The election of Donald Trump in the U.S. presidential race was a surprising outcome that can be viewed as a rebellion against the policy consensus of the past 30 years.
In terms of the election impact on the markets, the victory of an antiestablishment candidate introduces greater uncertainty and risk, and the shift toward single party control of the White House and both houses of Congress is a departure from the bipartisan, divided government model that markets typically prefer. On the flip side, looser fiscal policy could act as a stimulus to growth, and deregulation may benefit sectors such as financials, healthcare, and energy.
However, the election has not changed our core outlook for diminished global growth prospects, as we continue to view this era as a period of secular stagnation driven by demographics. In this environment, GDP expectations are constrained relative to traditional benchmarks of healthy economic expansion; 2% growth is the new 4% for U.S. GDP.
While our outlook remains intact in this regard, Mr. Trump's election could provide a catalyst for several trends that we expect will play out as the shape of his presidential administration and his agenda comes into focus.
Three key trends that we expect are:
- Reduced globalization and trade—Antitrade sentiment was a recurring theme of presidential campaign rhetoric, and Mr. Trump' s voice was the loudest. He has maintained that trade agreements typically result in fewer jobs and lower wages for U.S. workers. Historical evidence suggests that this has not been the case, but we acknowledge that, with globalization, a small proportion of the labor force is often hurt profoundly. Further, the United States has not done a good job of assisting this segment of workers through skill training and income support. Even before Mr. Trump' s election, protectionists had already succeeded in beginning to turn back the globalization clock. Over the past eight years, protectionist policies have expanded globally and, in our view, this proliferation has helped to bring about the longest period of trade stagnation since World War II. Mr. Trump' s ascendancy is likely to extend this period, and the degree of further stagnation depends on what his intentions are in terms of renegotiating or canceling existing trade pacts, such as the North American Free Trade Agreement, and in increasing tariffs against countries such as China and Mexico. Such outcomes could trigger renewed global trade spats, with a detrimental impact on the global economy and financial markets.
- Looser fiscal policy, a more hawkish Fed—Mr. Trump's proposals to increase government spending on infrastructure and to cut corporate tax rates are likely to create an environment of looser fiscal policy, which would likely act as a stimulus to growth. In addition, the tax reforms would likely lead to the repatriation of large levels of corporate cash stuck abroad. This influx would likely boost the levels of dividends, buybacks, and debt reduction. Mr. Trump's appointments to the Federal Reserve Board, where there are two open seats, would likely turn it more hawkish, leading to a greater likelihood for an accelerated timetable for interest-rate increases. This tightened monetary policy is likely to exert downward pressure on equity market valuations, sending price-to-earnings ratios lower as interest rates rise. For investors, this would increase the importance of focusing on companies that can deliver results through the other two components of equity return, dividends, and earnings.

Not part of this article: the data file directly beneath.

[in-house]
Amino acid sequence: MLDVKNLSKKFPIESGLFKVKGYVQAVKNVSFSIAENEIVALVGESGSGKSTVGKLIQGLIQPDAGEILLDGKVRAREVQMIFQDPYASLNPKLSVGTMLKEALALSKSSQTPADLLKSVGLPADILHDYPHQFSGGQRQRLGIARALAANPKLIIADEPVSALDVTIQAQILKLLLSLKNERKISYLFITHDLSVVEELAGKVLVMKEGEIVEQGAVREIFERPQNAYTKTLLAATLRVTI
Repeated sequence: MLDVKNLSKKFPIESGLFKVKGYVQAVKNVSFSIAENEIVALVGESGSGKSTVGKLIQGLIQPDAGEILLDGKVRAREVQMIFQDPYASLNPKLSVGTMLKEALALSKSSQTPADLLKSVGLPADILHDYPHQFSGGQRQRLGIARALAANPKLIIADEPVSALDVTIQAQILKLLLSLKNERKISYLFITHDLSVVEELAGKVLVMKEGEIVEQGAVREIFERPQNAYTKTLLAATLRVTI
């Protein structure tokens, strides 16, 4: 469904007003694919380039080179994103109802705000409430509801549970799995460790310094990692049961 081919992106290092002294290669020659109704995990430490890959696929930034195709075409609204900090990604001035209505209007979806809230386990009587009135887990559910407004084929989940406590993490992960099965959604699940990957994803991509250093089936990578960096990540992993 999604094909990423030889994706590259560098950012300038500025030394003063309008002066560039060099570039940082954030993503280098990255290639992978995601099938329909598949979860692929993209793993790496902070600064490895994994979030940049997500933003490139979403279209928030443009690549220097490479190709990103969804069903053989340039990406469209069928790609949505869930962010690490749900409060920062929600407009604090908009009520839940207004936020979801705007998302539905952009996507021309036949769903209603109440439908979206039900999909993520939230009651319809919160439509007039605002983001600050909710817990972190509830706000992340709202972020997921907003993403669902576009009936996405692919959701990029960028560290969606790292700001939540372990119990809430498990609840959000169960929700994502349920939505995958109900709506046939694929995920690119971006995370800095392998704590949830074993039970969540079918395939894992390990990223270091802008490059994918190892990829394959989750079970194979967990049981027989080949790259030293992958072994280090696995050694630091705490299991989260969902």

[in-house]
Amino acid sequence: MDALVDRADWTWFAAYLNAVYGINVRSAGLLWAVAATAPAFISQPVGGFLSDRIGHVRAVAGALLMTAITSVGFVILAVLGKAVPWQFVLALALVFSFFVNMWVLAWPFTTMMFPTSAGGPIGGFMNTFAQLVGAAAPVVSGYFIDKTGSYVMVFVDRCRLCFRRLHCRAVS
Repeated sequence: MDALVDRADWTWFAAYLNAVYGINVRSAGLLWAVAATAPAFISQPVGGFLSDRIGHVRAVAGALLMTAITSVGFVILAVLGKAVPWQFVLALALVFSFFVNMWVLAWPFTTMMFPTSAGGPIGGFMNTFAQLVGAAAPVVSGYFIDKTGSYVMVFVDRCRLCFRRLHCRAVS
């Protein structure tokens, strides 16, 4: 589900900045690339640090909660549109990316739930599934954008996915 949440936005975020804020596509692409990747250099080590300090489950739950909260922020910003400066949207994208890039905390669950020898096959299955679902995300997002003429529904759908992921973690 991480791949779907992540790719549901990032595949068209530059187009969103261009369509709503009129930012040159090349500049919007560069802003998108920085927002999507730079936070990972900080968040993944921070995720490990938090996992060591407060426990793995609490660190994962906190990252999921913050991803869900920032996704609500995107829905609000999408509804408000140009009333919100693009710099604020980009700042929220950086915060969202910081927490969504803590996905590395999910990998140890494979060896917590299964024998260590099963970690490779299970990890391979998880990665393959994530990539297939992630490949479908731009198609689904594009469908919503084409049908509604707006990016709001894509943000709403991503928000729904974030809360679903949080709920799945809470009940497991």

- Emboldened populist movements—Trump' s victory could serve as a further catalyst to the populist momentum that has recently emerged in Europe and in the United Kingdom, as evidenced by the uproar over immigration issues, the election of antiestablishment figures, and the passage in June of a U.K. referendum to exit the European Union. We will be closely watching two upcoming events that could offer signs as to how far reaching the impact will be on Europeâ s political landscape: a December 4, 2016, Italian referendum on constitutional reforms proposed by Prime Minister Matteo Renzi and French national elections scheduled in May 2017.
Coupled with the current lower levels of global growth, such an environment would likely be challenging for equities; however, a strategy that focuses on sustainable dividends and cash flows should be well positioned to hold up, in our view. As global equity managers, we look for companies that not only pay attractive and growing dividends, but also consistently create shareholder value through buybacks and debt reduction. Amid periods of slow growth or elevated market volatility, each of these three elements of shareholder yield is underpinned by growing cash flow that can help companies ensure ongoing growth of their businesses as part of thoughtful capital allocation processes.